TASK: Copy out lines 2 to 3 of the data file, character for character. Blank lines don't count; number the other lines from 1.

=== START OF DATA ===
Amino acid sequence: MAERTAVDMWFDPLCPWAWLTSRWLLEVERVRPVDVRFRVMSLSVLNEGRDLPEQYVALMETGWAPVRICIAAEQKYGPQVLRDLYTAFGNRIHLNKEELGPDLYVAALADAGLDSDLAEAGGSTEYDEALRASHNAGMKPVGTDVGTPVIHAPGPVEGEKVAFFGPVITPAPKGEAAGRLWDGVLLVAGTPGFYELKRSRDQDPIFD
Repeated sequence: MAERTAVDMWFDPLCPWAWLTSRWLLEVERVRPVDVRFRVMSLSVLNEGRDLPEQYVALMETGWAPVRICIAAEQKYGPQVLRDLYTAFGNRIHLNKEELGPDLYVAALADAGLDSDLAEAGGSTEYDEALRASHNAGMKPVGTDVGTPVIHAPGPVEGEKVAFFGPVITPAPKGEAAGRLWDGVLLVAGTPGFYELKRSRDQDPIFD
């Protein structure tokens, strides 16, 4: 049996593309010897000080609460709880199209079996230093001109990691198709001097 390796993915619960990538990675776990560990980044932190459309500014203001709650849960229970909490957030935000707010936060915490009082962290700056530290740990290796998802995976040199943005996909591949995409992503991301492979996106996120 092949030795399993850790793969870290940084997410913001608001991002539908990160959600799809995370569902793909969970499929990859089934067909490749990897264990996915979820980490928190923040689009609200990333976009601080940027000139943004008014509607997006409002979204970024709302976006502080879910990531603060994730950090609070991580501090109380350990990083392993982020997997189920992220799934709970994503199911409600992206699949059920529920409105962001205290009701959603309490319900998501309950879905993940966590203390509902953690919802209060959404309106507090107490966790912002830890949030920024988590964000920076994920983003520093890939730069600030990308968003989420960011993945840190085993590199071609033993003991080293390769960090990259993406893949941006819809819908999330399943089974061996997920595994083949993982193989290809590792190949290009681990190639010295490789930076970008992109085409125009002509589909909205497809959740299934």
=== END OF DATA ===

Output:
Repeated sequence: MAERTAVDMWFDPLCPWAWLTSRWLLEVERVRPVDVRFRVMSLSVLNEGRDLPEQYVALMETGWAPVRICIAAEQKYGPQVLRDLYTAFGNRIHLNKEELGPDLYVAALADAGLDSDLAEAGGSTEYDEALRASHNAGMKPVGTDVGTPVIHAPGPVEGEKVAFFGPVITPAPKGEAAGRLWDGVLLVAGTPGFYELKRSRDQDPIFD
């Protein structure tokens, strides 16, 4: 049996593309010897000080609460709880199209079996230093001109990691198709001097 390796993915619960990538990675776990560990980044932190459309500014203001709650849960229970909490957030935000707010936060915490009082962290700056530290740990290796998802995976040199943005996909591949995409992503991301492979996106996120 092949030795399993850790793969870290940084997410913001608001991002539908990160959600799809995370569902793909969970499929990859089934067909490749990897264990996915979820980490928190923040689009609200990333976009601080940027000139943004008014509607997006409002979204970024709302976006502080879910990531603060994730950090609070991580501090109380350990990083392993982020997997189920992220799934709970994503199911409600992206699949059920529920409105962001205290009701959603309490319900998501309950879905993940966590203390509902953690919802209060959404309106507090107490966790912002830890949030920024988590964000920076994920983003520093890939730069600030990308968003989420960011993945840190085993590199071609033993003991080293390769960090990259993406893949941006819809819908999330399943089974061996997920595994083949993982193989290809590792190949290009681990190639010295490789930076970008992109085409125009002509589909909205497809959740299934």